As it turns out, this gentleman taught at my school a number of years ago and was displaced, I think, somewhere along the break-down-a-large-troubled-school-into-small-schools thing that was a thing a few years ago. He was frank in admitting that it was hard for him to walk the halls of his old school, see someone else teaching in his old classroom, and know that he'd be kicked out again Monday morning to be sent off somewhere else. So on one level, the new ATR system is painful and inconvenient for the teachers themselves, and disruptive to individual schools.
On a more global level, the ATRs' situation is complicated, and I don't mean to pretend that I know how I'd solve it, but there's got to be a better solution than this. I'm skeptical of the idea that wide swaths of the ATRs were mediocre teachers who got pushed out for bright-eyed young superstars from TfA and the Teaching Fellows; after all, there are very few brand-new teachers who are good enough right out of the gate to be better than a veteran teacher. That leaves us with the other explanation: the ATRs got to be too expensive and are being pushed out, the DOE knowing there's no case to fire them, to make room for younger and cheaper teachers.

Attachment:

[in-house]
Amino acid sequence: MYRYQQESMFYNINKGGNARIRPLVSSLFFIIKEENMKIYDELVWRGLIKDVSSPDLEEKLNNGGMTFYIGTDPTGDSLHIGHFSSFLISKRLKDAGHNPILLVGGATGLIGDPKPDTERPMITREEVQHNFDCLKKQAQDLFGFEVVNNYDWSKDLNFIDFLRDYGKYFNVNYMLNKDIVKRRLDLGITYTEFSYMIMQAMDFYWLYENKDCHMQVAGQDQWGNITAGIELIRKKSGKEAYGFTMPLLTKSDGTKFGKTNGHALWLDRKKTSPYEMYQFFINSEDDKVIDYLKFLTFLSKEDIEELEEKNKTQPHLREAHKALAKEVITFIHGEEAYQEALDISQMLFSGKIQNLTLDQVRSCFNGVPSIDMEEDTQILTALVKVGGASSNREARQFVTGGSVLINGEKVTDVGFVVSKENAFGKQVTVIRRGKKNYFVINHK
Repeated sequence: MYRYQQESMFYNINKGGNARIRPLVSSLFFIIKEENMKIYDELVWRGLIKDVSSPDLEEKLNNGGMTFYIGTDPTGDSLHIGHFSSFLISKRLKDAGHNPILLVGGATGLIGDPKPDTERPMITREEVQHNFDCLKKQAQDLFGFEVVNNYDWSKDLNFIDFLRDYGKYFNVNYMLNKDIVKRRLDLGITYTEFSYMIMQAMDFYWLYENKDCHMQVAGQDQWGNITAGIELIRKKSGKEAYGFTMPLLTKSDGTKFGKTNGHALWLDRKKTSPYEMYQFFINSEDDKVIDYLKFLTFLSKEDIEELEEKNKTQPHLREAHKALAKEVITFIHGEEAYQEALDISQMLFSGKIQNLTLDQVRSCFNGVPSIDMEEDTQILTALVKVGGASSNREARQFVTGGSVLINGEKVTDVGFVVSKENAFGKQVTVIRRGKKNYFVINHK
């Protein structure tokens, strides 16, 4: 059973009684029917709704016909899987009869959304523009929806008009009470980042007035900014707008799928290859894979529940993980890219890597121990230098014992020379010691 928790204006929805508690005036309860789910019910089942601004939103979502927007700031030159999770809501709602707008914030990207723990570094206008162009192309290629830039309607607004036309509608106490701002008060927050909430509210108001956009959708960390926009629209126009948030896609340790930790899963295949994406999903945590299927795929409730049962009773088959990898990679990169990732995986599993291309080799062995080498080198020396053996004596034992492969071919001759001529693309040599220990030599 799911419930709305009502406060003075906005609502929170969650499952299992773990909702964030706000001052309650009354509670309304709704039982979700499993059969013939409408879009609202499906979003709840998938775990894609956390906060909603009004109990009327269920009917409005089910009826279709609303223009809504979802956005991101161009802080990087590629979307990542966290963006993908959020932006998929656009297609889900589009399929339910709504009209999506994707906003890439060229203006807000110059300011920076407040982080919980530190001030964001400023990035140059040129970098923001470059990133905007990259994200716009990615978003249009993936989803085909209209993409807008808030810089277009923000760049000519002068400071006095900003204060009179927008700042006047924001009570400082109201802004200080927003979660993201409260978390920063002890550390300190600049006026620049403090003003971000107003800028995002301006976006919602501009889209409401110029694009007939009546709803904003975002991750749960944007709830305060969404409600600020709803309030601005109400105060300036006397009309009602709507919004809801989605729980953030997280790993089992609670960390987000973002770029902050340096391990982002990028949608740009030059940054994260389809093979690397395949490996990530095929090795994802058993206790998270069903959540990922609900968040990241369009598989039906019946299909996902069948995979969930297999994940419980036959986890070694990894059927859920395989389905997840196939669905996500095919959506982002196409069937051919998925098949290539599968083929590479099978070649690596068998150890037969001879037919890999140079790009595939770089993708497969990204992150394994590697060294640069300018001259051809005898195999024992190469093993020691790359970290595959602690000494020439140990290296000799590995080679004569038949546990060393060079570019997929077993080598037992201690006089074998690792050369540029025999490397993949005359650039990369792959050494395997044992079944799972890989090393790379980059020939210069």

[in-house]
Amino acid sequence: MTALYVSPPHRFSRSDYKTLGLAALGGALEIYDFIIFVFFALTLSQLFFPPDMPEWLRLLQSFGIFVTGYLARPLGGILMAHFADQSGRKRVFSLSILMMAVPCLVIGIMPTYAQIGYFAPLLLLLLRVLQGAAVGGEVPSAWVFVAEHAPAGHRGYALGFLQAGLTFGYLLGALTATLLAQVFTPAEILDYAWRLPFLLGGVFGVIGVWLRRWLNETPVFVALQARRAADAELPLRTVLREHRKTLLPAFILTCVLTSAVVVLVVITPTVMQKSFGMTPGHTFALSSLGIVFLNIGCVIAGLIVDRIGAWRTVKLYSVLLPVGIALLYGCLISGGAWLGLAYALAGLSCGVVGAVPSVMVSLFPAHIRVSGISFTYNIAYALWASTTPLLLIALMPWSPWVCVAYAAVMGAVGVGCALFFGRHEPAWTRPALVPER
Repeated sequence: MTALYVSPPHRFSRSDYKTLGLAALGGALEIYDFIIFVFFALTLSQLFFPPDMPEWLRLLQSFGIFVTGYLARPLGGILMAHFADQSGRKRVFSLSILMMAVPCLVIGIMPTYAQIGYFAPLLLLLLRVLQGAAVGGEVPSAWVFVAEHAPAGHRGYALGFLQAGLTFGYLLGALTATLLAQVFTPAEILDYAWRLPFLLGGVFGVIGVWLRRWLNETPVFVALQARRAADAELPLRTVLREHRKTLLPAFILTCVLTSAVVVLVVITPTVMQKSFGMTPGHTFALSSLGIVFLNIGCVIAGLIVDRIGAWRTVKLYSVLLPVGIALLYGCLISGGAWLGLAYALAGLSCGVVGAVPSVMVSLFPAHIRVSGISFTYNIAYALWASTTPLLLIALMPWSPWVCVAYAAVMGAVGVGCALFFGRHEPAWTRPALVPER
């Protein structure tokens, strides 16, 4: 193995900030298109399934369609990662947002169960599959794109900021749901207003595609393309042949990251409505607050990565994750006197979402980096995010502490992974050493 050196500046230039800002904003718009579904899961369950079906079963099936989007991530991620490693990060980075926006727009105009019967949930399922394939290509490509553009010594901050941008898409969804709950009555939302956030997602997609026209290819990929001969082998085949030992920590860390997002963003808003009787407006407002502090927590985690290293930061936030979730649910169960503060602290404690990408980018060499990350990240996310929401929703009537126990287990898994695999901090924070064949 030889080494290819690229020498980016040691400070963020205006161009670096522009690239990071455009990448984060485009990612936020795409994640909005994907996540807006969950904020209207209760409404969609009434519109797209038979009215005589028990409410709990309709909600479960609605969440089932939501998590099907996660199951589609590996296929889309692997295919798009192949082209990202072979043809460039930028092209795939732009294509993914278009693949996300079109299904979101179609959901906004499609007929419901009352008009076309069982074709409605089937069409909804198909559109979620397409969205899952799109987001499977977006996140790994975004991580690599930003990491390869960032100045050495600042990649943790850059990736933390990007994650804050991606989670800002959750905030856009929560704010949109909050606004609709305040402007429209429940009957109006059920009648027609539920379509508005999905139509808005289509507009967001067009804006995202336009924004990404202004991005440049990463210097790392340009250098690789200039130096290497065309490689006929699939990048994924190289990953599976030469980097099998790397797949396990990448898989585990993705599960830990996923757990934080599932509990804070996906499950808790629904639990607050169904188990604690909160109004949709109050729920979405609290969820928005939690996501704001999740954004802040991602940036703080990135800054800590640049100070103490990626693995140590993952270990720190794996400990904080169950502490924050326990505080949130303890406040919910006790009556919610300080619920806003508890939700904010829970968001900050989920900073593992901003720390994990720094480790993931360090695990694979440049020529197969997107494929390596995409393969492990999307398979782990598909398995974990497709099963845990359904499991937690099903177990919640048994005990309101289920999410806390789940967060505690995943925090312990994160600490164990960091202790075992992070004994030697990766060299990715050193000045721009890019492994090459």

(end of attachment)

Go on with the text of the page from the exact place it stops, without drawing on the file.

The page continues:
Which brings me to my last point about this: Many of the younger teachers like myself are merrily accumulating their 30+ credits and funding their TDAs and buying homes. In a few years that aren't that far away in the grand scheme of things, we will be just as expensive as the ATRs are now. Soon we might be painted as mediocre and burned-out. And then what?